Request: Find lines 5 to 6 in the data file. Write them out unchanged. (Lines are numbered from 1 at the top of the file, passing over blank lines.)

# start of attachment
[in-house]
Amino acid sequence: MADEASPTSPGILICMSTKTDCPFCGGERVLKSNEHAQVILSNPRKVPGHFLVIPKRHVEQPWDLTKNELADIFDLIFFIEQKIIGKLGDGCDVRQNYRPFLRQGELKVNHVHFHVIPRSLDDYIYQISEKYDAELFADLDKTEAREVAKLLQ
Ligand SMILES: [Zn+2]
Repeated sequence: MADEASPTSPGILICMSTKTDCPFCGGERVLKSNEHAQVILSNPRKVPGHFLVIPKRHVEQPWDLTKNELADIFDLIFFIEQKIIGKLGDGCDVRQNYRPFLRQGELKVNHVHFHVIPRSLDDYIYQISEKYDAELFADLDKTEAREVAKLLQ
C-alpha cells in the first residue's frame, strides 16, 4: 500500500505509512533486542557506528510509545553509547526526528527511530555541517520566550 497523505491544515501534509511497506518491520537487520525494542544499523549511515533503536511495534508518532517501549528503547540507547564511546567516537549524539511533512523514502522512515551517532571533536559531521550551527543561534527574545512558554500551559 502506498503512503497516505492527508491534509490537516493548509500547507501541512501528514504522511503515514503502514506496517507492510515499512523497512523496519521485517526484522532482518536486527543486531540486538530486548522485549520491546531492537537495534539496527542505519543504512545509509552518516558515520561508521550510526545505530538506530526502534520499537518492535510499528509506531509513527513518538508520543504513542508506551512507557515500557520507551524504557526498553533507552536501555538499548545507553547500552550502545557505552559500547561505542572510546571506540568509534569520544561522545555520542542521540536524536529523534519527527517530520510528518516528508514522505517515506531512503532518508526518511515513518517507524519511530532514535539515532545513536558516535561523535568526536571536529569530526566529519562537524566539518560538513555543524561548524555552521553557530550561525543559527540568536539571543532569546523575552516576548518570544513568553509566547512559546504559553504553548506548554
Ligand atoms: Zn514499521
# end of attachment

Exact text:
C-alpha cells in the first residue's frame, strides 16, 4: 500500500505509512533486542557506528510509545553509547526526528527511530555541517520566550 497523505491544515501534509511497506518491520537487520525494542544499523549511515533503536511495534508518532517501549528503547540507547564511546567516537549524539511533512523514502522512515551517532571533536559531521550551527543561534527574545512558554500551559 502506498503512503497516505492527508491534509490537516493548509500547507501541512501528514504522511503515514503502514506496517507492510515499512523497512523496519521485517526484522532482518536486527543486531540486538530486548522485549520491546531492537537495534539496527542505519543504512545509509552518516558515520561508521550510526545505530538506530526502534520499537518492535510499528509506531509513527513518538508520543504513542508506551512507557515500557520507551524504557526498553533507552536501555538499548545507553547500552550502545557505552559500547561505542572510546571506540568509534569520544561522545555520542542521540536524536529523534519527527517530520510528518516528508514522505517515506531512503532518508526518511515513518517507524519511530532514535539515532545513536558516535561523535568526536571536529569530526566529519562537524566539518560538513555543524561548524555552521553557530550561525543559527540568536539571543532569546523575552516576548518570544513568553509566547512559546504559553504553548506548554
Ligand atoms: Zn514499521